The Trump administration has long portrayed the Clean Power Plan, a signature Obama-era initiative to reduce greenhouse-gas emissions, as a policy overreach that was bound to cost the economy jobs and constrain economic growth. That’s why, in announcing Monday he would repeal the Clean Power Plan, EPA administrator Scott Pruitt said that the reversal was a way of listening to the needs of businesses. Regulations “ought to work with folks all over the country and say, how do we achieve better incomes by working with industry, not against industry,” Pruitt said Monday, in Hazard, Kentucky.
He was partially correct. Some business groups did indeed laud the reversal Tuesday. The president of the U.S. Chamber of Commerce’s Global Energy Institute said that the group had “always believed that there is a better way to approach greenhouse gas regulations than the [Clean Power Plan].” Peabody, the nation’s biggest private-sector coal company, said it supported the repeal, adding that the plan would have raised power costs and damaged reliability.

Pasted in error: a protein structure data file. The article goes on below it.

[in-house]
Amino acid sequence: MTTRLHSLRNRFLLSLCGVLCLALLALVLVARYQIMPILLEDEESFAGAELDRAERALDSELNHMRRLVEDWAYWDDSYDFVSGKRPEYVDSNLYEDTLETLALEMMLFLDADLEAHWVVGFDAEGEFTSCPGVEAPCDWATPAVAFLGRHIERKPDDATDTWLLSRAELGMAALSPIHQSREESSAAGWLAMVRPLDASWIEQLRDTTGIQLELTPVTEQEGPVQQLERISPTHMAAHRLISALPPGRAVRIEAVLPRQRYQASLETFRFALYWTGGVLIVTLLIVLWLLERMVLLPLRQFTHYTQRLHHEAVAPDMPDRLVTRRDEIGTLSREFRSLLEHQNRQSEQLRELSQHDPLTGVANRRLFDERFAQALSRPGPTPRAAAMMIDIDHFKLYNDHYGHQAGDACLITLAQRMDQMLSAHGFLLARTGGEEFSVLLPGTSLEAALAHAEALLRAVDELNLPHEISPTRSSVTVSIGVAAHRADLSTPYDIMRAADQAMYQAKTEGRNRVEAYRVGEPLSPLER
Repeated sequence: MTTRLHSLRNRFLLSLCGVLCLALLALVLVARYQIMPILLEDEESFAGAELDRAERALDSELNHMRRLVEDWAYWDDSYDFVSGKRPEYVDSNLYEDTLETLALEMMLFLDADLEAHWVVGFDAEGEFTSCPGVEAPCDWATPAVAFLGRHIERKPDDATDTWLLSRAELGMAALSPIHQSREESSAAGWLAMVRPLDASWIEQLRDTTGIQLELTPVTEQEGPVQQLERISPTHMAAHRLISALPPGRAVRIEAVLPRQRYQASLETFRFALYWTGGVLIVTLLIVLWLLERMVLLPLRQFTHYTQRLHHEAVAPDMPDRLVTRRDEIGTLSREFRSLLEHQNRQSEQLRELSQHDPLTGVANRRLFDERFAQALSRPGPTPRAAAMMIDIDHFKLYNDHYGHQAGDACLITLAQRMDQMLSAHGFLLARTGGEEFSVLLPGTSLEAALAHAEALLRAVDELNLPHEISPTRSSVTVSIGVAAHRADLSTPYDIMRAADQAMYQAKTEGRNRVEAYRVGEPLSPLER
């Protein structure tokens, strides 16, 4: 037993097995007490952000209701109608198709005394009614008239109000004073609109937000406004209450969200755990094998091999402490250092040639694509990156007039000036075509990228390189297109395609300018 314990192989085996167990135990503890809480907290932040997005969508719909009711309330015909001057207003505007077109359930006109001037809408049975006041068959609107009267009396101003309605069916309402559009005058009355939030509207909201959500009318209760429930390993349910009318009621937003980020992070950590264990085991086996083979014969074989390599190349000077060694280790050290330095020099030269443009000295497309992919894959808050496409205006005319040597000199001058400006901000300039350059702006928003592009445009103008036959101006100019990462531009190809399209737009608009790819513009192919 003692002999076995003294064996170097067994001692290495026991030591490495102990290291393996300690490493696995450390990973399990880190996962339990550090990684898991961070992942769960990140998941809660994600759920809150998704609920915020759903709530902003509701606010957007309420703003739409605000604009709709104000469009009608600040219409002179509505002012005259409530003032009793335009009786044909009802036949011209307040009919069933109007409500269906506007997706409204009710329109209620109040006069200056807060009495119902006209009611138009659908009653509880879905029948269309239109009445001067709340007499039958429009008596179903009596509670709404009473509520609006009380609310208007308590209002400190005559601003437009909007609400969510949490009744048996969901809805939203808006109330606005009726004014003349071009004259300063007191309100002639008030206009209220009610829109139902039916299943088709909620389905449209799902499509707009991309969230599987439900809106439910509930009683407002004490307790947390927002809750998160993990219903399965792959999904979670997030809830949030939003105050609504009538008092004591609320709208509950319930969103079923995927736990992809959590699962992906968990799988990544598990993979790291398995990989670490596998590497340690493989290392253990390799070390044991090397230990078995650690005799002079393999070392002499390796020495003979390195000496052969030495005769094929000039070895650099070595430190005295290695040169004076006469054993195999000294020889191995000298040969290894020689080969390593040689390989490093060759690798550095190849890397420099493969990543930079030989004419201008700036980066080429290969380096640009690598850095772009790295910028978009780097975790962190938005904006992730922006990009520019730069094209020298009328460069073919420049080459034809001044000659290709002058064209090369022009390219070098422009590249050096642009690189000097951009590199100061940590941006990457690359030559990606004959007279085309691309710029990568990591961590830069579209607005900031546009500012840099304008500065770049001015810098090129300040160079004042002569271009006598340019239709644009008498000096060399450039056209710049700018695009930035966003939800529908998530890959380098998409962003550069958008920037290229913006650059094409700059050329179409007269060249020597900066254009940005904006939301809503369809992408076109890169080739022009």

But the Clean Power Plan, which which would have required states to meet certain individualized targets to limit emissions from existing power plants, was also supported by a wide array of businesses. Many big companies that have publicly pledged to reduce their environmental footprint would have been happy to see a shift toward more renewable energy, and even stood to benefit from it if it brought their energy costs down. The divide highlights something that is becoming increasingly obvious as the Trump administration rolls back various Obama-era policies: The business world isn’t a monolith, and some benefit from regulations that others detest.